Becoming the change I want to see in the world

Here is a personal sharing from one of our trainee facilitators:

The world is changing, and the way I see myself in the world is changing too. Like most people I have been shocked and appalled by the killings of unarmed black men by the police in America. I am typing this post on ‘I have a dream’ day, marking the anniversary of Dr Martin Luther King Juniors legendary speech in 1963. I listened to his speech again today, and as a global community we still have a long way to go before his dream is a reality. Two of my closest friends are women of colour. I have always thought that not being a racist was enough. I’ve been listening and learning and I know now that it is essential that I become anti-racist if I want to see real system change. Real change takes a long time, and it feels like the time is now. In the past, if I heard people telling racist jokes, or using racist slurs, I would think ‘They are not my people,’ and I chose to limit the time I spent with them, but I would never call it out. My own family hold racist stereotypes, even though we have people of colour in our family. I have learned that in staying silent, I am complicit in racism. I have been unpacking my unconscious bias; it is deeply uncomfortable, but my discomfort is a drop in the ocean to the discomfort that people of colour have to endure throughout their lives. I see it as my responsibility as someone who works with parents and families from different cultures, to be aware of my white privilege and to use it to help those who do not benefit from it. It is up to those of us who hold white privilege, to use that privilege to dismantle systems that benefit us, and are not equal for everyone.

During my unlearning, I read an American study on adultification bias. Research concluded that adults view black girls as more adult like, and less innocent than white girls. Adults believe that black girls as young as five need less protection and nurturing than their white peers. I spoke to one of my black friends about this and she agreed that she had experienced this growing up in the UK. I am learning a lot about the issues that girls of colour may show up with in my Girls Journeying Together groups, but may not yet have the language to express. In girls’ group we guide the girls to embrace each other’s differences, and learn from each other, and to see that although we are different, we always have something in common.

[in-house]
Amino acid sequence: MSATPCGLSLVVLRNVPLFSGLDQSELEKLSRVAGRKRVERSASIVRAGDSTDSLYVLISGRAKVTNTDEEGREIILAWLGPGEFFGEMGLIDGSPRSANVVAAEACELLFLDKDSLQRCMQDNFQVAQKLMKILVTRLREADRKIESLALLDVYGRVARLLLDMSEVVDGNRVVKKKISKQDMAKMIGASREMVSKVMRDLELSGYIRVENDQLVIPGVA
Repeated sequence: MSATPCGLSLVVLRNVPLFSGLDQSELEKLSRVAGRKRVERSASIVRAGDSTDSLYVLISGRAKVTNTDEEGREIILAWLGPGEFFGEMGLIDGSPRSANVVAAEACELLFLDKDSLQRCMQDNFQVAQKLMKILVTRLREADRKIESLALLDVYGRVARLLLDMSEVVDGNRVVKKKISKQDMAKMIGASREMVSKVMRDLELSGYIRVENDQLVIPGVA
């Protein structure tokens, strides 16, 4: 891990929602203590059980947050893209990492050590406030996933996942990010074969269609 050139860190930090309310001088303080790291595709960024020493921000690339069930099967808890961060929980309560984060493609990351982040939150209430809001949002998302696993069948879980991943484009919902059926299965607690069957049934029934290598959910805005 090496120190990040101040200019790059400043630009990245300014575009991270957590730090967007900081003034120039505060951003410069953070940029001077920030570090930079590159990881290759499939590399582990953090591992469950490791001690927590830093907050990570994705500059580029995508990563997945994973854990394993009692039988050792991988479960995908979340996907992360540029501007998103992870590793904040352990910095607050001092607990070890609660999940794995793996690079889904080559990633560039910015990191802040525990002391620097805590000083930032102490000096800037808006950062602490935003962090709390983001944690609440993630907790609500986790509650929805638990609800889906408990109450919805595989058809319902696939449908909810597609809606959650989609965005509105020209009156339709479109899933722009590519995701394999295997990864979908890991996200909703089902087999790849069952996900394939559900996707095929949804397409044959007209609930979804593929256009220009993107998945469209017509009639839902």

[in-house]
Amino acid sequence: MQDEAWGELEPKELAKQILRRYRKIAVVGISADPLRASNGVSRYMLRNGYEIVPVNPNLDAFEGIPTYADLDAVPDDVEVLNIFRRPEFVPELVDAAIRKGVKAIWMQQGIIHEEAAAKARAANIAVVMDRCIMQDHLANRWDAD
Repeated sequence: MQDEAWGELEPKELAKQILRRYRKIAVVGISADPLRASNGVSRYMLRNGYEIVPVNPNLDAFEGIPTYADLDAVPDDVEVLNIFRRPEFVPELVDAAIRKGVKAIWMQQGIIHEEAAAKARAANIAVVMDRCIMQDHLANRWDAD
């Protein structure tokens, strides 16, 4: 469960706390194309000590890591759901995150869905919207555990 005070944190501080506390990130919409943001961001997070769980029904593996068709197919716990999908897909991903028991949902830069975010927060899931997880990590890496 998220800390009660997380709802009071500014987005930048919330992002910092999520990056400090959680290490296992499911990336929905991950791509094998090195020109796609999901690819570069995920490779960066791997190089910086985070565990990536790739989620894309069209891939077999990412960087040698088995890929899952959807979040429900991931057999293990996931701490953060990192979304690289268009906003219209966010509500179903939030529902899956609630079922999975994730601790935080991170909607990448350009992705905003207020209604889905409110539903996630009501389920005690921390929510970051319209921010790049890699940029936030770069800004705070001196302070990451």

I can see how important it is for girls of colour to see men and women with the same skin tones as them in positions of leadership, so that they have inspirational role models that they relate to, and aspire to be like them.

I am grateful to have taken this anti-racism journey, and to add it to my daily practise of becoming the change I wish to see in the world. I now have an understanding of why a black woman, or a woman of colour may not want to bring her daughter to a group that is held by a white woman. We have facilitators at Rites for Girls from different cultures and backgrounds and we need many more! I am eager to learn from the wisdom of many women, and I’m hoping they feel the call to do this work with girls, bringing it to their communities; and we can all join together as a Rites for Girls community seeking to make the lives of girls better.  As you see, I also have a dream, and that dream is that girls from all walks of life, and all skin tones, know their worth and feel seen, heard, and valued… just as they are.

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